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Water Insecurity and Climate Risk: Investment Impact of Floods and Droughts
  • Quintin Rayer,
  • Karsten Haustein,
  • Peter Walton
Quintin Rayer
P1 Investment Management Ltd, Coventry University, P1 Investment Management Ltd, Coventry University

Corresponding Author:[email protected]

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Karsten Haustein
University of Oxford, University of Oxford
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Peter Walton
University of Oxford, University of Oxford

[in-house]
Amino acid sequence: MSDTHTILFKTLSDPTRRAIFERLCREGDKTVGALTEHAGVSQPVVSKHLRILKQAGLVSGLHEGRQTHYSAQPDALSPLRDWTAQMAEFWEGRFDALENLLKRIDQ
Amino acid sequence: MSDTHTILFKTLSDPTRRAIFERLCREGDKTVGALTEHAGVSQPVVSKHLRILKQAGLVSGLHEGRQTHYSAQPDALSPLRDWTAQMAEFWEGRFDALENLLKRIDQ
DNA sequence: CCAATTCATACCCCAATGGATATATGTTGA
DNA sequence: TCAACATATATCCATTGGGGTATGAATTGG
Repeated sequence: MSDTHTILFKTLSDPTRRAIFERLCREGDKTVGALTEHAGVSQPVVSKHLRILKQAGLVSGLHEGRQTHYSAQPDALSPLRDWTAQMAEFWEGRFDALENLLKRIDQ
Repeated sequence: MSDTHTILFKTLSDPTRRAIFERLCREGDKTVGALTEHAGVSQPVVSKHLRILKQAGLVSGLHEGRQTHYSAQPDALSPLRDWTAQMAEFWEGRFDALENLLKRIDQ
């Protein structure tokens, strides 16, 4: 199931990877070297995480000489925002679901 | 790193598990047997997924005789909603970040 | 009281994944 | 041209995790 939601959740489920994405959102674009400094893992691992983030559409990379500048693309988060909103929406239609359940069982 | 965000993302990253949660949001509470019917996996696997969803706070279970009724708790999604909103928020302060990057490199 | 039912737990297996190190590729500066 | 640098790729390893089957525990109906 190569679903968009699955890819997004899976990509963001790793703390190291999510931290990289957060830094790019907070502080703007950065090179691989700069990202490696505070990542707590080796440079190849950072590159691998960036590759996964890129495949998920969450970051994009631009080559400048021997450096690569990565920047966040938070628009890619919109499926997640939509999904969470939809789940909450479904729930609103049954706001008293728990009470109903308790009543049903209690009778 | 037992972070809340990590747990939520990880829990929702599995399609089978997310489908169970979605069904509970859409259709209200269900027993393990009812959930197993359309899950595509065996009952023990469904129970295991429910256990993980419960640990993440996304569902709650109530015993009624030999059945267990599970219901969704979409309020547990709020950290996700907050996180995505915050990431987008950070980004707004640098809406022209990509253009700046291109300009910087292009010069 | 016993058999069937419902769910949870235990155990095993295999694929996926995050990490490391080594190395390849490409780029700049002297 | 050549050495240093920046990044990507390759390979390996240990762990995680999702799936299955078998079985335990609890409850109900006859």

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Concerns about water security often inform climate risk-related decisions made by environmentally focused investors (Porritt, 2001; Stern, 2006). Yet, potential liabilities for damage caused by extreme flood and drought events linked to global warming present risks that are not always reflected in share prices (Krosinsky et al., 2012). Considering the highly destructive nature of such events, we query whether companies, or specific sectors, could and should be held at least partially liable for their emission-releasing business activities. Recent articles (Rayer & Millar, 2018; Rayer et al., 2020) estimate that under a hypothetical climate liability regime, North Atlantic hurricane seasons might increasingly generate 1-2% losses on market capitalizations (or share prices) for the top seven carbon-emitting, publicly listed companies. In this paper, we extend the concept of the climate liability regime to estimate the impact of global flood- and drought-related damages on the share prices of nine fossil-fuel firms (including the seven mentioned by Rayer et al. (2020)). Following Rayer et al. (2020), we use incremental climate impacts and historical corporate emissions to estimate that climate change-related global flood and drought damages for the period of 2012 to 2016 amount to approximately 2-3% of the top nine carbon-emitting companies’ market capitalizations. We also include a discussion of moral responsibility and the proportion of obligations between producers and users. Quantifying impacts from extreme weather events increases salience and serves as an example of how science can identify and address the important business questions, pertinent to both investors and companies, that arise from a changing climate. References Krosinsky, C., Robins, N., & Viederman, S. (2012). Evolutions in sustainable investing. John Wiley & Sons. Porritt, J. (2001). The world in context. HRH The Prince of Wales’ Business and the Environment Programme, Cambridge. Rayer, Q. G., & Millar, R. J. (2018). Investing in Extreme Weather Conditions. Citywire Wealth Manager®, (429) 36. Rayer, Q., Pfleiderer, P., & Haustein, K. (2020). Global Warming and Extreme Weather Investment Risks. Palgrave Macmillan. https://doi.org/10.1007/978-3-030-38858-4_3 Stern, N. (2006). Stern Review executive summary. London.